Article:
For the millions of American families that are continuing to struggle, no amount of White House spin can cast 9.5 percent unemployment in a positive light. While a dip in the unemployment rate should be welcome news, this decline should be taken with a grain of salt. The 125,000 jobs lost last month coupled with a sharp drop in employment reflects a labor force that continues to deteriorate. Whether it's their $862 billion stimulus package that failed to keep unemployment under 8 percent, or their government takeover of healthcare, or their looming national energy tax, the simple fact is that the cumulative effect of this Administration's policies has yet to foster an economic climate capable of producing sustainable job growth."

By Greg Sargent  |  July 2, 2010; 8:12 AM ET
Categories:  2010 elections , Financial reform , Foreign policy and national security , House Dems , House GOPers , Morning Plum , Political media , Senate Dems , Senate Republicans  
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Next: Michael Steele speaks truth to power

Comments

"And Dems are laying the groundwork for an aggressive fall campaign designed to make the case that this election is a choice..."

I normally cannot stand Democrats' messaging abilities, but the last few weeks have been pretty solid. The "This is how they'd govern" campaign could be a little sharper, but it has the potential to make this election a choice, instead of a referendum...and that's the best hope for Dems in November.

I do think that the DNC needs to make a move on the flip side of the campaign though. Don't merely put out ads attacking the GOP about how they'd govern. Also, they should make a few ads about some of big accomplishments Dems have gotten through, while still acknowledging times still suck. Make it a positive message, with a realistic request for patience.

Doing that would define the choice more clearly, by framing the debate from both sides right from the start.

Posted by: TheBBQChickenMadness | July 2, 2010 8:29 AM | Report abuse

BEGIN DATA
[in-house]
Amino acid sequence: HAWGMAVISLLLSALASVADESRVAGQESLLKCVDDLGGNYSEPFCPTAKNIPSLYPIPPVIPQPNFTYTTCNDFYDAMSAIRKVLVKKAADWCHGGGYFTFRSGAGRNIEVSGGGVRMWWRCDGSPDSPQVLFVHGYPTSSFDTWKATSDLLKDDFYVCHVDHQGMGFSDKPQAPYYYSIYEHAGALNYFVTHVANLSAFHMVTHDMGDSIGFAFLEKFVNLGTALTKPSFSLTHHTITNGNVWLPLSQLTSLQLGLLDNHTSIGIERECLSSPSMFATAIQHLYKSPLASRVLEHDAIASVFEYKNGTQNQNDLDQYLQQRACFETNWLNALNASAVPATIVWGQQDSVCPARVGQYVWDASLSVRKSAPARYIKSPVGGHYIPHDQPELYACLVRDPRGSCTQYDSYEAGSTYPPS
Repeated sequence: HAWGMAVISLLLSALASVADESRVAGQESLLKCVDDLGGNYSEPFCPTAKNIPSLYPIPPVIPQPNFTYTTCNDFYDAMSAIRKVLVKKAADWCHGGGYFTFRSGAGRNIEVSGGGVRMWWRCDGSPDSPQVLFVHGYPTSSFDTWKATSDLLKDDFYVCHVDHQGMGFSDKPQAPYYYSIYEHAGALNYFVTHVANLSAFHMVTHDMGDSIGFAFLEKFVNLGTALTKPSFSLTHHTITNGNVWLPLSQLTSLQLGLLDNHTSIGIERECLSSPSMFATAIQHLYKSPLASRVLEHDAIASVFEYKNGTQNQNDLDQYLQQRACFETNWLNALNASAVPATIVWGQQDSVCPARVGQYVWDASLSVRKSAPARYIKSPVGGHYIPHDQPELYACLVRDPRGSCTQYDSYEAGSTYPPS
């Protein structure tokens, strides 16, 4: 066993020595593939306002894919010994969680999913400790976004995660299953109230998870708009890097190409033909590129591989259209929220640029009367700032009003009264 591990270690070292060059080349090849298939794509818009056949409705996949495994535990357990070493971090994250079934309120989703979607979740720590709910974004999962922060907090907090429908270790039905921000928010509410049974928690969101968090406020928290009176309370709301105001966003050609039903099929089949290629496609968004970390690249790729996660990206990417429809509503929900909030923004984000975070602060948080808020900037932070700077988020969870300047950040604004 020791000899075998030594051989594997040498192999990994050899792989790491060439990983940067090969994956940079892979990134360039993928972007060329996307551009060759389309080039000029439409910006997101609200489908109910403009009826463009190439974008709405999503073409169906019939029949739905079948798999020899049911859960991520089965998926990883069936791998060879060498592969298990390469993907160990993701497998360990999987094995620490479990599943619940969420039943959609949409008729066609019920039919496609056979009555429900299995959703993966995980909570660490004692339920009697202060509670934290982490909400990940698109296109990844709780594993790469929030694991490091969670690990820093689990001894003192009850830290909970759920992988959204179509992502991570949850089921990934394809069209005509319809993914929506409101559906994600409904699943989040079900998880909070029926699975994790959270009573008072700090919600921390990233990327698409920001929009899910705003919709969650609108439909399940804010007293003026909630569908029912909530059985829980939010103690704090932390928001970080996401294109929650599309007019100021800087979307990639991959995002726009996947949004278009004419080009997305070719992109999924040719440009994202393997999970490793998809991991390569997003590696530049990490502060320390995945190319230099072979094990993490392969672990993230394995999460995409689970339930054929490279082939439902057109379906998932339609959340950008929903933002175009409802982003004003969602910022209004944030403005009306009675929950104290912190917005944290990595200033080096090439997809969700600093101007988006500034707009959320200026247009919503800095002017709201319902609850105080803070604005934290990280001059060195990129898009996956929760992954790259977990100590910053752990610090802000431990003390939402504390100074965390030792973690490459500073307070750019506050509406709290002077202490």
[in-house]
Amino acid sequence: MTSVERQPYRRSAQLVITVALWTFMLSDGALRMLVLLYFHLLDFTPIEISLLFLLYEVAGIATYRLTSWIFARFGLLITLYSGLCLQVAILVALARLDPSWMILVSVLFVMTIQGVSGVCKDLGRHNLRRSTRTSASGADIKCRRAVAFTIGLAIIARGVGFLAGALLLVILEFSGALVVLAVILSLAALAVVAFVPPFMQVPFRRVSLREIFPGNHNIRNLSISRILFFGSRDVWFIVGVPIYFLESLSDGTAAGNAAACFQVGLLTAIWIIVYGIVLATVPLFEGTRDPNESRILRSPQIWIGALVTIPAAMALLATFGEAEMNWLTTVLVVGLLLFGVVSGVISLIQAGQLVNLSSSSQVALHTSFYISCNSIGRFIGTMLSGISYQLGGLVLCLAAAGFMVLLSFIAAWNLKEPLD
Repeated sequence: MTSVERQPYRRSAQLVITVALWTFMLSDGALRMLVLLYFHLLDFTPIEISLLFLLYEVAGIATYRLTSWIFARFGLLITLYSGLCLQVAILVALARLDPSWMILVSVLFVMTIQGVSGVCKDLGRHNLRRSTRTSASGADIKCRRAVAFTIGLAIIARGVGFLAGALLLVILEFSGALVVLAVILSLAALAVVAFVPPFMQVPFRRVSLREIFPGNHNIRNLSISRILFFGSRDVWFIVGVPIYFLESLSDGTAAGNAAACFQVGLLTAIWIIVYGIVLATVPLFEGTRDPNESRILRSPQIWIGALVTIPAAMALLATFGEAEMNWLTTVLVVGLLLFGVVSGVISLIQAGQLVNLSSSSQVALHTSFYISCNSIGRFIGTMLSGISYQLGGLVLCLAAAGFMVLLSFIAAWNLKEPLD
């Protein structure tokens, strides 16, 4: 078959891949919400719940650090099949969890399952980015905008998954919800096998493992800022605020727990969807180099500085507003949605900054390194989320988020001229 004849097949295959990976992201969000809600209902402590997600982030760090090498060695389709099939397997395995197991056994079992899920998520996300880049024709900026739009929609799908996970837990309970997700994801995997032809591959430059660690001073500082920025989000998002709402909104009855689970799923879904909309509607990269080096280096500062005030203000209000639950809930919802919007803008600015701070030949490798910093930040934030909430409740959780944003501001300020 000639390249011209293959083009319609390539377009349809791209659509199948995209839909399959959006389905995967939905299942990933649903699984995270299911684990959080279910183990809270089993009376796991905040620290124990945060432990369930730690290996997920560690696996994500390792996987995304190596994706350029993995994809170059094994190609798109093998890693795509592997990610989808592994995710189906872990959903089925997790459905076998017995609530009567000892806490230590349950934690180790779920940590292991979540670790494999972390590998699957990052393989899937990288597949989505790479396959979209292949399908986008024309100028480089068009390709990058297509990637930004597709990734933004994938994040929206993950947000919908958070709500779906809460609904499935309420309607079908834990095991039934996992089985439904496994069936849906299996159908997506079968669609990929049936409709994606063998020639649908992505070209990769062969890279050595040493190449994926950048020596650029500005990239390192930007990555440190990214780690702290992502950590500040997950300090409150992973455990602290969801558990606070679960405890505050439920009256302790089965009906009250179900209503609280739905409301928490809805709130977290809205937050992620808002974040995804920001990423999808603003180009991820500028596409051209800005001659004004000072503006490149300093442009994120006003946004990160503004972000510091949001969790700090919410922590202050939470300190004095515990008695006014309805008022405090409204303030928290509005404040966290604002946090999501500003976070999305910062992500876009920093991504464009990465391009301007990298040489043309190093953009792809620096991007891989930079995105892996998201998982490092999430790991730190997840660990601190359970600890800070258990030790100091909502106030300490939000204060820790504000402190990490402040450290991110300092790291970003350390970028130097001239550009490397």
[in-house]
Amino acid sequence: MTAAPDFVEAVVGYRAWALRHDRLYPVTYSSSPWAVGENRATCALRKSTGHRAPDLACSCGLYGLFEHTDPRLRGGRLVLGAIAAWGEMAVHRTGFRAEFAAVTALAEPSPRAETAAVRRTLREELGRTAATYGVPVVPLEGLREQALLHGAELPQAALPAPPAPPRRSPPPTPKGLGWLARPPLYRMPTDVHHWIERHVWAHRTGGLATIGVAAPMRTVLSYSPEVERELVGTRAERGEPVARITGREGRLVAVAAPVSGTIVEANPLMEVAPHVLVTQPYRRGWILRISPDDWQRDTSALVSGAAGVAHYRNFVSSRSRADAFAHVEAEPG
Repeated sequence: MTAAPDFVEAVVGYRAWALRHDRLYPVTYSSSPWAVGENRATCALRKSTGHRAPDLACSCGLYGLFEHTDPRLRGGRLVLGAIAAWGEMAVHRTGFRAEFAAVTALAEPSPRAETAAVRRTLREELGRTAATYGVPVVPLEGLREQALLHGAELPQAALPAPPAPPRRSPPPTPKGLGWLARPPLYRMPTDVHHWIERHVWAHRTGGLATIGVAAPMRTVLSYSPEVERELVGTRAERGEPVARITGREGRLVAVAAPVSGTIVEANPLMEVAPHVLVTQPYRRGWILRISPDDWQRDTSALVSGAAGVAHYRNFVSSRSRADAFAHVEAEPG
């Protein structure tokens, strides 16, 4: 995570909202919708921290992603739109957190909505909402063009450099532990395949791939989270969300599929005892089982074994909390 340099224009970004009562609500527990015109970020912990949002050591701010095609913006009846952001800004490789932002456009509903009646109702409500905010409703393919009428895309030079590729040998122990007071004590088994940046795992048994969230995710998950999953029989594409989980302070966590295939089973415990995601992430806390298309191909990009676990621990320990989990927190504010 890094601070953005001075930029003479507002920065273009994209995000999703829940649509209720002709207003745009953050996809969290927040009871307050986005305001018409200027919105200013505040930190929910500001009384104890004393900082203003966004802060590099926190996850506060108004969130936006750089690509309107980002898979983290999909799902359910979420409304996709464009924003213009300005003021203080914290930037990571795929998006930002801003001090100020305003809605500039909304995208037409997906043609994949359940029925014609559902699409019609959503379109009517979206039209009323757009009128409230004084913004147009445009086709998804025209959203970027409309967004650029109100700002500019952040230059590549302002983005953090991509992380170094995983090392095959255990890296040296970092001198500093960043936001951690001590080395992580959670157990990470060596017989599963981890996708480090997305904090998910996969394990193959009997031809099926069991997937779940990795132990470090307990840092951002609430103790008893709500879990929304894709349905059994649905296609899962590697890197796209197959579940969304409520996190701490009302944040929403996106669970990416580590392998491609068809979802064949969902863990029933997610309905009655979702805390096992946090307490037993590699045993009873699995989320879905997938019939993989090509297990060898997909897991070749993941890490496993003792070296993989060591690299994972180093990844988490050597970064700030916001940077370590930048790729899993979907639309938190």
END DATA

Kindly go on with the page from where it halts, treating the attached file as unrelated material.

June unemployment rate 9.5% vs May 9.7%

June Jobs down 125k

May and April revisions showed net gains in jobs

Posted by: Andy94 | July 2, 2010 8:32 AM | Report abuse

from Huffington Post via http://digbysblog.blogspot.com/2010/07/supplemental-madness-dc-has-gone-nuts.html:


"In the House summary of the rule that governs tonight's war-funding vote is this gem: 'Commits the House to vote on any Senate-passed recommendations of the bipartisan Fiscal Commission and that net savings from any Commission recommendations will go to deficit reduction.'"

You've got to be kidding me.

Posted by: Eli6 | July 2, 2010 8:35 AM | Report abuse

June private sector jobs up 83k vs 33k (revised) in May.

Posted by: Andy94 | July 2, 2010 8:35 AM | Report abuse

Eli6, looks like SS will be on the chopping block. Unbelievable.

Posted by: lmsinca | July 2, 2010 8:47 AM | Report abuse

Cantor statement on "disappointing" jobs result targets government spending. added above.

Posted by: Greg Sargent | July 2, 2010 8:59 AM | Report abuse

$20 says Cantor's office wrote that statement yesterday.

Posted by: TheBBQChickenMadness | July 2, 2010 9:05 AM | Report abuse

@Greg

Private industry ADDED about 83,000 jobs. While that's still dissapointing, the reason for the -125k is because of the mass layoffs of census workers.

If I recall correctly, many commentators and Republicans said that census workers didn't count because they were temp jobs. So I have to wonder if all those same people will dismiss their inclusion for this report, as well?

Yeah...I thought not.

Posted by: TheBBQChickenMadness | July 2, 2010 9:10 AM | Report abuse

BBQ -- in other words, census workers don't count, except when they get laid off?

Posted by: Greg Sargent | July 2, 2010 9:15 AM | Report abuse

@Greg

I'm fairly certain that's the way Republicans will see it - or at least how they'll frame it. I'm also fairly certain that's the way many in the media will report it - I saw lots of "census worker" caveats when the job numbers were up we'll see if the same applies now.

My personal view is that a job is a job and they should be included on both sides. They counted when job numbers were up, and they count now.

Posted by: TheBBQChickenMadness | July 2, 2010 9:22 AM | Report abuse

"What else is happening?"

Mary Landrieu is absolutely awful.

"Landrieu joined four other Energy Committee Democrats in voting for the Barrasso proposal. She said the White House commission, because it doesn't include representation from the oil and gas industry, lacks credibility. 'And I'm saying to my colleagues: This is not fair,' Landrieu said. 'And what happens when something is not fair, is that whatever report comes out, is not going to be respected.'"